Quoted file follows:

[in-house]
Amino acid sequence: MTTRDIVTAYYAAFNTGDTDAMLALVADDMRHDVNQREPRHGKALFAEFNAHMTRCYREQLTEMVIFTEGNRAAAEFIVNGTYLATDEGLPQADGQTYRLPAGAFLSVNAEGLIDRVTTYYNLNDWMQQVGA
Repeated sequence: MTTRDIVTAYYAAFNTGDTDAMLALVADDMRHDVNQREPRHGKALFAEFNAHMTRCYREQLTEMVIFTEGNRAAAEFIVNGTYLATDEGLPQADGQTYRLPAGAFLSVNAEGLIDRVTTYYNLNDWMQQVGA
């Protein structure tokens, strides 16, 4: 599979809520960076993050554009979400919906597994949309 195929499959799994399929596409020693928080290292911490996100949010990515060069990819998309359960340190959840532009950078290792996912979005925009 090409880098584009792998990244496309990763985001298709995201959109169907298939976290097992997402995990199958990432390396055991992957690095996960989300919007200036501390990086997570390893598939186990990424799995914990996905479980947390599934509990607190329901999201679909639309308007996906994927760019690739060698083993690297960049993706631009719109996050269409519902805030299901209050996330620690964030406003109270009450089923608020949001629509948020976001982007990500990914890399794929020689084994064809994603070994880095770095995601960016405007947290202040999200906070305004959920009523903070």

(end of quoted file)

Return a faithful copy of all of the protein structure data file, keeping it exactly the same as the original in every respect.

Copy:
[in-house]
Amino acid sequence: MTTRDIVTAYYAAFNTGDTDAMLALVADDMRHDVNQREPRHGKALFAEFNAHMTRCYREQLTEMVIFTEGNRAAAEFIVNGTYLATDEGLPQADGQTYRLPAGAFLSVNAEGLIDRVTTYYNLNDWMQQVGA
Repeated sequence: MTTRDIVTAYYAAFNTGDTDAMLALVADDMRHDVNQREPRHGKALFAEFNAHMTRCYREQLTEMVIFTEGNRAAAEFIVNGTYLATDEGLPQADGQTYRLPAGAFLSVNAEGLIDRVTTYYNLNDWMQQVGA
């Protein structure tokens, strides 16, 4: 599979809520960076993050554009979400919906597994949309 195929499959799994399929596409020693928080290292911490996100949010990515060069990819998309359960340190959840532009950078290792996912979005925009 090409880098584009792998990244496309990763985001298709995201959109169907298939976290097992997402995990199958990432390396055991992957690095996960989300919007200036501390990086997570390893598939186990990424799995914990996905479980947390599934509990607190329901999201679909639309308007996906994927760019690739060698083993690297960049993706631009719109996050269409519902805030299901209050996330620690964030406003109270009450089923608020949001629509948020976001982007990500990914890399794929020689084994064809994603070994880095770095995601960016405007947290202040999200906070305004959920009523903070």